Lexy Ransome is a high maintenance headcase. I won't dress the character up with the adjectives I suspect the author would prefer - creative, spontaneous, sensitive, beautiful. Lexy designs masks for a living, paints secret love notes on walls and hides darker messages in bookshelves, and keeps a journal of all her dreams. She also flips out over the least reason, and thinks about 'that moment' when she might commit suicide. All of these facets of her personality, good and bad, are learned in retrospect from her grieving husband Paul, who is desperate to find out exactly why she climbed to the top of the apple tree in their back yard and either fell or jumped. Lexy's death, when the truth about her 'livewire' behaviour starts to filter into the narrative, is rather a relief, but Paul's reaction did not endear him to me, either. The one living part of Lexy left to him is Lorelei, her eight year old Rhodesian Ridgeback dog, and his betrayal of their pet's trust during his nervous breakdown is almost disgusting to read. I know it's just a book, but I could barely stomach those chapters where he knowingly turns to a cruel, perverted group of men for help in making Lorelei 'talk'. Obviously his monomaniacal obsession with learning how his wife died - although the truth, knowing Lexy's past history, is perfectly obvious, and Paul has all the facts, even if the reader doesn't - drives him to do what he does, but I still have no sympathy for him.
In fact, the only part of the story that stirred me in a relatively positive way - if bringing tears to my eyes is better than wanting to throw the book away - is Lorelei's unconditional love, for both Lexy and Paul. Who wouldn't be affected by the description of a dog's devotion to its owner, whether they deserve such love loyalty or not? The scene where Paul tells Lorelei to 'Go get Lexy', and the poor dog runs around the house looking for her lost owner, is absolutely heartbreaking. Paul's grief, and the stages he goes through, is also raw and honest, but he goes too far.
If you get a chance to borrow this book, from a friend or the library, then definitely read it - the mystery of Lexy's last message to Paul is intriguing, but the (human) characters are not sympathetic and the study of grief is scary-depressing rather than comforting.
While the premise is an interesting one - a widowed man seeks comfort and answers from his dog, a Ridgeback, the only witness to his wife's death - the execution fell flat. I felt like I was reading the book equivalent of a Lifetime Original or Hallmark TV movie. Wife dies. Man haunted by her memory and unanswered questions about her death (she falls from a tree; she's not really a tree climbing type). Man reflects on their marriage in a series of flashbacks seen through his filter. Maybe rosy life not all that rosy. Man, a university linguistics professor, decides next research project will be to attempt to teach their dog to speak, thus helping him find answers he needs to heal and move on. Man goes to the brink, must wake up and find way back. Others worried; others get hurt in the process.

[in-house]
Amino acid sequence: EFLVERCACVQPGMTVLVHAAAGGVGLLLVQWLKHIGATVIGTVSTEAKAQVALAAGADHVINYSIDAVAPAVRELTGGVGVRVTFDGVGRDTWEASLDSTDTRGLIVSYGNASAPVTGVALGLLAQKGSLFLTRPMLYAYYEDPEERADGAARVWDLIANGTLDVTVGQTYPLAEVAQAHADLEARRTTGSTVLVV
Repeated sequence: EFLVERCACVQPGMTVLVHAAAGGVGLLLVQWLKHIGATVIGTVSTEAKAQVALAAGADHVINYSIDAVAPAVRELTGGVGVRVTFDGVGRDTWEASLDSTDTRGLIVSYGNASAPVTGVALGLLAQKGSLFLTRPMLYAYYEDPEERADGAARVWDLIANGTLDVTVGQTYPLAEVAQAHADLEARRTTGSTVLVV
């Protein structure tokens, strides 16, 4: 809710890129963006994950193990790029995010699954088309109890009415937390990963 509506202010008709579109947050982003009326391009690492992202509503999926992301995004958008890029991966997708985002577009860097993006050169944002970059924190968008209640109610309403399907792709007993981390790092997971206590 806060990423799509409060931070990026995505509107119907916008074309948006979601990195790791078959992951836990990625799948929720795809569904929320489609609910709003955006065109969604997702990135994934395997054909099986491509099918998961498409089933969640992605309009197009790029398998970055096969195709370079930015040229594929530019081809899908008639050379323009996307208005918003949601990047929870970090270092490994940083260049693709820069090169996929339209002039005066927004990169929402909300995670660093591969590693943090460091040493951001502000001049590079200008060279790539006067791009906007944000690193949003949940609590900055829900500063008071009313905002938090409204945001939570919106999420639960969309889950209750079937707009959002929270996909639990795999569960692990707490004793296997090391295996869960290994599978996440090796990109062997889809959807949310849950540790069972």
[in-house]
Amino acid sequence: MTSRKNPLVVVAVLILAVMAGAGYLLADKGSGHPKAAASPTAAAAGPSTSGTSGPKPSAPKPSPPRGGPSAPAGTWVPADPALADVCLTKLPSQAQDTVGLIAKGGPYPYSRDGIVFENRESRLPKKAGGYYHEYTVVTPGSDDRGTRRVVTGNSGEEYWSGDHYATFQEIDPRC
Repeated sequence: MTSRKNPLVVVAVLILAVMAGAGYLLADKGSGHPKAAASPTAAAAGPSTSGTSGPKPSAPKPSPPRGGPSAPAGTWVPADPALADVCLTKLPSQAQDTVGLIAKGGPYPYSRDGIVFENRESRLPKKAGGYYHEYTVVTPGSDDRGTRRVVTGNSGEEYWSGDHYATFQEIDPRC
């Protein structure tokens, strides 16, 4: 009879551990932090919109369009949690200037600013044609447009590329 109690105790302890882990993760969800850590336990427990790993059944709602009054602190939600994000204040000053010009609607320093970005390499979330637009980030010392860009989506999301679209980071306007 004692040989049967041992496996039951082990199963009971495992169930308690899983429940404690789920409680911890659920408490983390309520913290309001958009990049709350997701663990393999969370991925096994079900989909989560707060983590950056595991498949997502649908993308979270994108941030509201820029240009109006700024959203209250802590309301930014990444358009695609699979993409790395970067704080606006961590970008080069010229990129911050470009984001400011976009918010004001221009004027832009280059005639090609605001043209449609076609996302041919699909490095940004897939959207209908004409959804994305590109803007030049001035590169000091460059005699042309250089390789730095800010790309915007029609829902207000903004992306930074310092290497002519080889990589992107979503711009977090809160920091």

While I could identify with many of the emotions of the book, like the aforementioned Lifetime TV movies, it felt obvious, manipulative and heavy handed. The book club-friendly interview and questions provided at the end just added to the impression that this novel was manufactured for a certain audience. And that audience just isn't me.
The story goes as follows: after the death of his wife, a linguistics professor believes the only way to find out the truth about his wife's death is to teach their dog to talk, because she was with his wife when she died. While doing so, he reminisces about his life with his wife.
Even despite my doubts, I enjoyed this book from the beginning, because it flows. Flowing really is the best expression; it's a pleasure to read, and I felt like I was floating over the pages. The writing felt very soft - this was one of the instances where the writing felt very tangible. (I know this sounds strange, but for me that's the best way to put it.)
And again, despite my doubts there were many passages I underlined and even more where I could've done so. The love Paul Iverson felt for his wife feels very real, as does his grief, and his slow coming to terms with what happened. His project with his dog, bringing with it something really creepy and disturbing, never quite seemed like a fool's errand for me. It was something for him to focus on, although I see why other people - especially scientists - might find it worrying. But it was interesting to read about what he was trying to do (and not).
It's also a very, very female book, at least it felt like that to me. It'd be interesting to see whether other people feel the same, although I can only think of one person who might be interested to read it, and she's a woman. But that kind of thing isn't bad. It had the same feel to it like "The Myth of You & Me", I think; the ease with which I read it definitely reminded me of that book.
So yeah, I really loved it. It's a beautiful story about love, loss and grief. And thus, probably, life.